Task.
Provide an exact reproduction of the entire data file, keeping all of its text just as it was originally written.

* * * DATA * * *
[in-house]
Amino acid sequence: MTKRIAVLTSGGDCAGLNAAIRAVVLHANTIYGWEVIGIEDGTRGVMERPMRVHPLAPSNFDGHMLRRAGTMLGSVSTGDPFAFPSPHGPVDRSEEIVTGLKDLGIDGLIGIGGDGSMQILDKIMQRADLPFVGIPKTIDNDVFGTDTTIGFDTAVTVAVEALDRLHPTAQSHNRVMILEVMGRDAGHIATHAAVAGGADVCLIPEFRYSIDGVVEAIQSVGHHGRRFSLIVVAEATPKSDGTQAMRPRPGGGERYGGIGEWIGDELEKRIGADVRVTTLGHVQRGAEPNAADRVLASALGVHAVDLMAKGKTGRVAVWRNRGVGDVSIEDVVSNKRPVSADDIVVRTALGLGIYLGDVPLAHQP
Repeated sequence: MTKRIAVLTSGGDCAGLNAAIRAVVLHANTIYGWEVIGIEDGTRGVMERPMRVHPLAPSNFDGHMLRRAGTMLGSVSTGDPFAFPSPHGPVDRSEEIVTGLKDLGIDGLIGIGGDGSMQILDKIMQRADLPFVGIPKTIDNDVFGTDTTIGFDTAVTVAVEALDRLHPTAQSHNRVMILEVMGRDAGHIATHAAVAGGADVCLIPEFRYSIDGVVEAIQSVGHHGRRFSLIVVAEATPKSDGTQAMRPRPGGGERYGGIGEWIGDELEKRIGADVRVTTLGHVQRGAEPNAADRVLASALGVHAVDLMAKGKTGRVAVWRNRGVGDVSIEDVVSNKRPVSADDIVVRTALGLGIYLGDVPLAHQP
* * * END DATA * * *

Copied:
[in-house]
Amino acid sequence: MTKRIAVLTSGGDCAGLNAAIRAVVLHANTIYGWEVIGIEDGTRGVMERPMRVHPLAPSNFDGHMLRRAGTMLGSVSTGDPFAFPSPHGPVDRSEEIVTGLKDLGIDGLIGIGGDGSMQILDKIMQRADLPFVGIPKTIDNDVFGTDTTIGFDTAVTVAVEALDRLHPTAQSHNRVMILEVMGRDAGHIATHAAVAGGADVCLIPEFRYSIDGVVEAIQSVGHHGRRFSLIVVAEATPKSDGTQAMRPRPGGGERYGGIGEWIGDELEKRIGADVRVTTLGHVQRGAEPNAADRVLASALGVHAVDLMAKGKTGRVAVWRNRGVGDVSIEDVVSNKRPVSADDIVVRTALGLGIYLGDVPLAHQP
Repeated sequence: MTKRIAVLTSGGDCAGLNAAIRAVVLHANTIYGWEVIGIEDGTRGVMERPMRVHPLAPSNFDGHMLRRAGTMLGSVSTGDPFAFPSPHGPVDRSEEIVTGLKDLGIDGLIGIGGDGSMQILDKIMQRADLPFVGIPKTIDNDVFGTDTTIGFDTAVTVAVEALDRLHPTAQSHNRVMILEVMGRDAGHIATHAAVAGGADVCLIPEFRYSIDGVVEAIQSVGHHGRRFSLIVVAEATPKSDGTQAMRPRPGGGERYGGIGEWIGDELEKRIGADVRVTTLGHVQRGAEPNAADRVLASALGVHAVDLMAKGKTGRVAVWRNRGVGDVSIEDVVSNKRPVSADDIVVRTALGLGIYLGDVPLAHQP